Philosophy and popular culture

William Irwin, series editor of the Philosophy and Pop Culture books, has recently published a defence of the books that seek to discuss philosophical issues in an accessible way though an examination of works of popular culture. The series spans a number of different popular culture categories such as TV shows, movies and music. Titles include: The Matrix and Philosophy, Star Wars and Philosophy and The Wizard of Oz and Philosophy. Irwin argues that his series shows how philosophy can be made relevant to ordinary life. In addition the series offers an accessible introduction to philosophical ideas that may not otherwise find their way to a mainstream audience. Irwin claims that philosophy should be popularised and qualified individuals should be responsible for this popularisation rather than amateurs. Continue reading “Philosophy and popular culture”

In Defence of Lost Causes?

401px-University_of_Warwick_flag_2007Warwick University announces the creation of a new post in the Philosophy department: ‘Senior Fellow in the Public Understanding of Philosophy’. The role will be taken up by Angela Hobbs, and will involve her ‘bringing Philosophy to as wide an audience as possible both domestically and internationally’. As Mark Vernon notes, this parallels Richard Dawkins position with regard to Science at Oxford. Obviously any attempt to make Philosophy engage with the world/society in general, and to make the world/society engage with Philosophy, is a good thing. However, if the following comment on Vernon’s article by ‘smellthecoffee’ is anything to go by, Hobbs has her work cut out:

‘There are two types of philosophers
1. The bullshit peddlers: academics from universities who have no real experience of life outside their hallowed halls and dining rooms, but can quote a million words and call it debate.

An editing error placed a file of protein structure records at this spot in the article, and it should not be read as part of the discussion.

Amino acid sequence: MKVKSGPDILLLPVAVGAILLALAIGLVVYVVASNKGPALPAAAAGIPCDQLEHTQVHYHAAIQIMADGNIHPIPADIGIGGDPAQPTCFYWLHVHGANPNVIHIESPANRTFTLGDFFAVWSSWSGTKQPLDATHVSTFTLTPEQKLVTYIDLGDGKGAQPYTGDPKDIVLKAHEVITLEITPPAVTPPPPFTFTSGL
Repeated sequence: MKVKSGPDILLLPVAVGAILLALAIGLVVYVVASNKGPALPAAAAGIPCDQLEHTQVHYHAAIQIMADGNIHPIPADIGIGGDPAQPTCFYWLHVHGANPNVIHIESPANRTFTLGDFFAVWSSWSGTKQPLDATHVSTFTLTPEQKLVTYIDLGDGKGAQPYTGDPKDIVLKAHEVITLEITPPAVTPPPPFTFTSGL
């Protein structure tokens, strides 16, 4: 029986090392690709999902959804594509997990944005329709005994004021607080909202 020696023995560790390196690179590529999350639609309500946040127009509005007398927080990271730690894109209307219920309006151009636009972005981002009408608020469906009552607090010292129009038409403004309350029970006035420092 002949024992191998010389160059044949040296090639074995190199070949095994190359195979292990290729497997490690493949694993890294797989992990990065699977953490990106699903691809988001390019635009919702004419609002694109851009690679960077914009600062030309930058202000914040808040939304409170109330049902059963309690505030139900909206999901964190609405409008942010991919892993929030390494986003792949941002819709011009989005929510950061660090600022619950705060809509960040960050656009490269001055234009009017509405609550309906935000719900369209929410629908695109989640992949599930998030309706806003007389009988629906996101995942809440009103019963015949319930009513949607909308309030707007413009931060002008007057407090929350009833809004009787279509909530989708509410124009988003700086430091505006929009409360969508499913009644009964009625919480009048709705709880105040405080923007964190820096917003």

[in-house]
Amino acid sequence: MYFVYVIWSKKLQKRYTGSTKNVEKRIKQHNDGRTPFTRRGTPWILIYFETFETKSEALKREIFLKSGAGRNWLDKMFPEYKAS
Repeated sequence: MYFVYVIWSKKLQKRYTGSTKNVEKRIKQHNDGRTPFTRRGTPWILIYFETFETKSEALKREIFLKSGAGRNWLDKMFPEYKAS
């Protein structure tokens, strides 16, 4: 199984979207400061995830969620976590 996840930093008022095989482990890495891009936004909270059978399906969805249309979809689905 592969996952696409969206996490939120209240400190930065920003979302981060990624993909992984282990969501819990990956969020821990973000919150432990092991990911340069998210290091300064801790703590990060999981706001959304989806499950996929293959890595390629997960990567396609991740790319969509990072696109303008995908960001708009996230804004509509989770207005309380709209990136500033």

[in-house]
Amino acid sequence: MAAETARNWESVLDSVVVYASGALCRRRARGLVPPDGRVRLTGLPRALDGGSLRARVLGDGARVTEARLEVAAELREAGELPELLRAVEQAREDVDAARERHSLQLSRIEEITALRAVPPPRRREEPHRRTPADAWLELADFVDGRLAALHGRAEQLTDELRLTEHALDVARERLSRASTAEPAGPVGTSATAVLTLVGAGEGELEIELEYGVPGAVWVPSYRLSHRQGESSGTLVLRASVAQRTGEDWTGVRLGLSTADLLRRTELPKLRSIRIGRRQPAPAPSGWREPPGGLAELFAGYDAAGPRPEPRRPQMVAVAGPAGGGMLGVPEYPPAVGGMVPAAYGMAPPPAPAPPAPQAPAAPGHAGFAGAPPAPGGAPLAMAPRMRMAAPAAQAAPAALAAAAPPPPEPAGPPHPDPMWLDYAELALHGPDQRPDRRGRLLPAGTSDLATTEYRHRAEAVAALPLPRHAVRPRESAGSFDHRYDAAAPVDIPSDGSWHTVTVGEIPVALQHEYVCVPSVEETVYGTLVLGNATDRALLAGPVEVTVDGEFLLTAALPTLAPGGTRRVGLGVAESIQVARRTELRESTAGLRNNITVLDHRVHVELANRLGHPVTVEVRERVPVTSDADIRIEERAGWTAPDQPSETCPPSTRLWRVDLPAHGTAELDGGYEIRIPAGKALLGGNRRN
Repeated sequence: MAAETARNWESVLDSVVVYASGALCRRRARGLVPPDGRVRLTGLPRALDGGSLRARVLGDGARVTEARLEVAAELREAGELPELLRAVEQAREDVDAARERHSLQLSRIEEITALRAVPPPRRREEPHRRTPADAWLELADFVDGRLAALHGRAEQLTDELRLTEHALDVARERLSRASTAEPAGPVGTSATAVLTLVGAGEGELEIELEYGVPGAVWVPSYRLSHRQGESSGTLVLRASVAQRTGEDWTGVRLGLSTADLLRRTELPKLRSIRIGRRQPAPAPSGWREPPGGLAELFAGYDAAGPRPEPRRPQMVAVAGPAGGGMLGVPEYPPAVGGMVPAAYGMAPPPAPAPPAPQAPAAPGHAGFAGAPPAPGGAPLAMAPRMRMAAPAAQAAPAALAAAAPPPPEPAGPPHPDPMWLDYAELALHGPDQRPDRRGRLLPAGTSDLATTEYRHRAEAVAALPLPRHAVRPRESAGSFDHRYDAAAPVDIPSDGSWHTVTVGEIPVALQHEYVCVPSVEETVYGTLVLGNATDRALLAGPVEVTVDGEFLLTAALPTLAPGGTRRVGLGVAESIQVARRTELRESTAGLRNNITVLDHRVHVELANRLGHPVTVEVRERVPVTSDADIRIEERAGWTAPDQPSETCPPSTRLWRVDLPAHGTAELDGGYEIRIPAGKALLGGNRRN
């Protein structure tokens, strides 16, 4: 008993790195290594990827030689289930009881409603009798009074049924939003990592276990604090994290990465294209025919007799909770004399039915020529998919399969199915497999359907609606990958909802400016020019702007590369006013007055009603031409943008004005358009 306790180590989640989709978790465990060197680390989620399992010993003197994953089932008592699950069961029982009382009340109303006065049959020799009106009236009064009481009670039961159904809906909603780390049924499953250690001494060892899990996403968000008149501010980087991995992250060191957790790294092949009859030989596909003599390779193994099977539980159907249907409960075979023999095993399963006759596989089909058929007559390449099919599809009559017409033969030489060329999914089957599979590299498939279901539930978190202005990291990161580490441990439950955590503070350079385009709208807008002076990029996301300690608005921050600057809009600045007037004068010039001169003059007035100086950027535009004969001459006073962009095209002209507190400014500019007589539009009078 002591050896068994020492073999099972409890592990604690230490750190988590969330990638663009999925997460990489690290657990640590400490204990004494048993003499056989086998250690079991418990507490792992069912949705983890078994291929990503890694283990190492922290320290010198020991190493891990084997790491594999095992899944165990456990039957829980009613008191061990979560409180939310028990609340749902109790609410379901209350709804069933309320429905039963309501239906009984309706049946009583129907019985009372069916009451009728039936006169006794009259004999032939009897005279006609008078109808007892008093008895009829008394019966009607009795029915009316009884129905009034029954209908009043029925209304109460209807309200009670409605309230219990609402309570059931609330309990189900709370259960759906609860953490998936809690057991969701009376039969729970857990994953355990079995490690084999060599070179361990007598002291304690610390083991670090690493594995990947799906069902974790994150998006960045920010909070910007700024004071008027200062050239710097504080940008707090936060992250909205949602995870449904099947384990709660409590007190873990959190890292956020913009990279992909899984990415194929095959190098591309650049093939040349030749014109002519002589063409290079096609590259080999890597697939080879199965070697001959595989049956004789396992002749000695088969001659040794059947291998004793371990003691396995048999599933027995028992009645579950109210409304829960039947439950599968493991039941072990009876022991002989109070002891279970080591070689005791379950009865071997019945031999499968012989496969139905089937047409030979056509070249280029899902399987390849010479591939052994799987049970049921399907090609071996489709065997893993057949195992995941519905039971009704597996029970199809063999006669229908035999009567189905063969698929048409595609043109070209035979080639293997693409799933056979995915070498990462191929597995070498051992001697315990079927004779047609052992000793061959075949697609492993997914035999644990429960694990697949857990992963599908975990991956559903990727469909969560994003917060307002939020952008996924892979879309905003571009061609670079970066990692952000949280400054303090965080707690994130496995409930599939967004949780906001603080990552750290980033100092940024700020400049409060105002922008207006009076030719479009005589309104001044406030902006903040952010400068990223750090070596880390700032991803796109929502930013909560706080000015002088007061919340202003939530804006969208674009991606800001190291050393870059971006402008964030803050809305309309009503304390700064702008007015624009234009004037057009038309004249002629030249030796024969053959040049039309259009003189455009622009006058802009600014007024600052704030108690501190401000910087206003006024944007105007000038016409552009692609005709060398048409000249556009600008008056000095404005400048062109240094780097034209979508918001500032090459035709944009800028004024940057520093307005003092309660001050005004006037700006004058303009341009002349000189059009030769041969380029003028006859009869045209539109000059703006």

2. Academics from the university of life: (except the above) from dishwashers to billionaires whose philosophy comes from personal experience.’

Good luck to her.

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The Open Borders Debate on Immigration
By Shelley Wilcox , San Francisco State University
(Vol. 4, September 2009)
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Recent Work on Cinema as Philosophy
By Paisley Livingston , Lingnan University
(Vol. 3, June 2008)
Philosophy Compass

Antichrist morality

447px-LarsVonTrier
Lars von Trier

A recent article by Christopher Hart in the Mail has criticised Danish director Lars von Trier’s latest film Antichrist as ‘stomach-turning’, ‘revolting’, and ‘sick pretentious filth’. This is the latest in a series of outraged reactions to the film, following alleged fainting at the premiere in Cannes and a lawsuit by Christian organisations in France. Von Trier response did little to calm matters, announcing that he was commanded by God to make the film and is the best director in the world. Whilst all this controversy makes for an entertaining spectacle, and has been nothing but publicity for the film, it also serves to highlight a specifically philosophical issue: the close tie between art and morality. Continue reading “Antichrist morality”